‘I Won:’ President Obama Works to Be Bipartisan But Shows There Are Clear Limits

Jan 23, 2009 4:19pm

In an hour-long private meeting with Republican and Democratic Congressional leaders this morning on the economic stimulus package, President Barack Obama stressed the urgency of getting the $825 billion stimulus plan passed quickly for the good of the country, and mentioned the political stakes for both parties.

According to a source present at the meeting, President Obama said, "Look, we are all political animals here, If we don’t do this, we may lose seats. I may not be re-elected. But none of that’s going to matter if we don’t pass this because the economy will be in a crisis and the American people will be hurting."

The meeting was attended by House Speaker Nancy Pelosi, D-Calif., Senate Majority Leader Harry Reid, D-Nev., Senate Minority Leader Mitch McConnell, R-Ky., House Majority Leader Steny Hoyer, D-Md., House Minority Leader John Boehner, R-Ohio, Senate Majority Whip Dick Durbin, D-Ill., Senate Minority Whip Jon Kyl, R-Ariz., House Majority Whip Jim Clyburn D-SC, and House Minority Whip Eric Cantor, R-Va.

Vice President Joe Biden, National Economic Council director Larry Summers, Office of Management and Budget director Peter Orszag and White House chief of staff Rahm Emanuel were also in attendance.

Despite being the lowest person on the totem pole in attendance, sources say the ideas presented by Cantor — who brought handouts to the meeting — provided some of the day’s most engaging moments.

House Republicans have been complaining about not being consulted, and as Cantor explained the details of some of the ideas he and his GOP colleagues would like to see in the package, President Obama read the one-pager and told him, "Eric, I don’t see anything crazy in here."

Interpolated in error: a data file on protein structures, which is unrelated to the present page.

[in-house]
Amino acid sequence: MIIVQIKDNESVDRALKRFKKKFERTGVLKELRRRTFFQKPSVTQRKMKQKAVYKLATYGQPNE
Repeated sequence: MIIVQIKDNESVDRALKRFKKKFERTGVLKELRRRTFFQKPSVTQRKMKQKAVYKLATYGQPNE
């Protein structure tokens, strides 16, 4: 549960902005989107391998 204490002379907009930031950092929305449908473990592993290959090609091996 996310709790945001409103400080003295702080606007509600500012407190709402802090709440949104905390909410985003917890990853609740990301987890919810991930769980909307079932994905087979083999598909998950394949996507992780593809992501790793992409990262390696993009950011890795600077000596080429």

Among some of the things Republicans requested: tax deductions for some small businesses, making unemployment benefits tax free and a provision that would let businesses losing money carry the losses over to pay fewer taxes in a different fiscal year.

Mr. Obama did voice opinion on some differences on the issue of whether the lowest individual tax rates should be cut from 15 percent to 10 percent and from 10 percent to 5 percent.

As the president, he had told Kyl after the Arizonan raised objections to the notion of a tax credit for people who don’t pay income taxes, Obama told Cantor this morning that "on some of these issues we’re just going to have ideological differences."

The president added, "I won. So I think on that one, I trump you."

After the meeting, Boehner said Republicans relayed their concerns to Obama about the size and spending of the economic stimulus package during the meeting. He specifically mentioned a provision in the bill that would allow 50 states to offer Medicaid family planning service, like contraceptives, with the federal government’s 9-to-1 match. Republicans say that whether this is good public policy, it has nothing to do with an economic stimulus.

While Republican leaders felt that Obama was at least receptive to their ideas, unlike their Democratic counterparts, they continued to express reservations about the plan despite the meeting.

"How you can spend hundreds of millions of dollars on contraceptives — how does that stimulate the economy?" Boehner said at a news conference following the meeting. "You can go through a whole host of issues in this bill that have nothing to do with growing jobs in America."

The bill will be taken up for a vote in the House next week. Among a few elements in the bill — $726 million for after-school snacks, $50 million for the NEA, $44 million to repair the USDA, and $200 million to work on the National Mall, including grass.

– Jake Tapper and Huma Khan

ABC News’ Jonathan Karl and Rick Klein contributed to this report

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